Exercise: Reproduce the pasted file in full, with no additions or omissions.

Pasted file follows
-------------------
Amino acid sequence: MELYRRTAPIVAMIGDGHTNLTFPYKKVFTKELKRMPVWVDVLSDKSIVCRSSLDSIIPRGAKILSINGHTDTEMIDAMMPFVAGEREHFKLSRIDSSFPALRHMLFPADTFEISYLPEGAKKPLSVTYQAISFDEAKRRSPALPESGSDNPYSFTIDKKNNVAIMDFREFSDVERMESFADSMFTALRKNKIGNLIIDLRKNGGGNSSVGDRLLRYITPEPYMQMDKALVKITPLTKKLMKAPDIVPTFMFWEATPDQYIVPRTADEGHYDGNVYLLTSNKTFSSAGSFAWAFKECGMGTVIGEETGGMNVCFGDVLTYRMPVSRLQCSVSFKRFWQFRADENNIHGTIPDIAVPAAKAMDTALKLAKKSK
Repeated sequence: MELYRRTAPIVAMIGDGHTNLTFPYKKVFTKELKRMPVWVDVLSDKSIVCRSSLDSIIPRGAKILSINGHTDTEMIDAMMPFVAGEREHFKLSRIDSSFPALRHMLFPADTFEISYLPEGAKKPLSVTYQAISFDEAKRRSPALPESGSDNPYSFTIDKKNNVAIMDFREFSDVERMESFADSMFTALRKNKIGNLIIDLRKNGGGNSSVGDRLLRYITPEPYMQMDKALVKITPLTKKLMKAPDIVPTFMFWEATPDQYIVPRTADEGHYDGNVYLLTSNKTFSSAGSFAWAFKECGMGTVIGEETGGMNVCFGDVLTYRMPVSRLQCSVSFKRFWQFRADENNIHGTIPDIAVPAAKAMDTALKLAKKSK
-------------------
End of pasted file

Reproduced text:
Amino acid sequence: MELYRRTAPIVAMIGDGHTNLTFPYKKVFTKELKRMPVWVDVLSDKSIVCRSSLDSIIPRGAKILSINGHTDTEMIDAMMPFVAGEREHFKLSRIDSSFPALRHMLFPADTFEISYLPEGAKKPLSVTYQAISFDEAKRRSPALPESGSDNPYSFTIDKKNNVAIMDFREFSDVERMESFADSMFTALRKNKIGNLIIDLRKNGGGNSSVGDRLLRYITPEPYMQMDKALVKITPLTKKLMKAPDIVPTFMFWEATPDQYIVPRTADEGHYDGNVYLLTSNKTFSSAGSFAWAFKECGMGTVIGEETGGMNVCFGDVLTYRMPVSRLQCSVSFKRFWQFRADENNIHGTIPDIAVPAAKAMDTALKLAKKSK
Repeated sequence: MELYRRTAPIVAMIGDGHTNLTFPYKKVFTKELKRMPVWVDVLSDKSIVCRSSLDSIIPRGAKILSINGHTDTEMIDAMMPFVAGEREHFKLSRIDSSFPALRHMLFPADTFEISYLPEGAKKPLSVTYQAISFDEAKRRSPALPESGSDNPYSFTIDKKNNVAIMDFREFSDVERMESFADSMFTALRKNKIGNLIIDLRKNGGGNSSVGDRLLRYITPEPYMQMDKALVKITPLTKKLMKAPDIVPTFMFWEATPDQYIVPRTADEGHYDGNVYLLTSNKTFSSAGSFAWAFKECGMGTVIGEETGGMNVCFGDVLTYRMPVSRLQCSVSFKRFWQFRADENNIHGTIPDIAVPAAKAMDTALKLAKKSK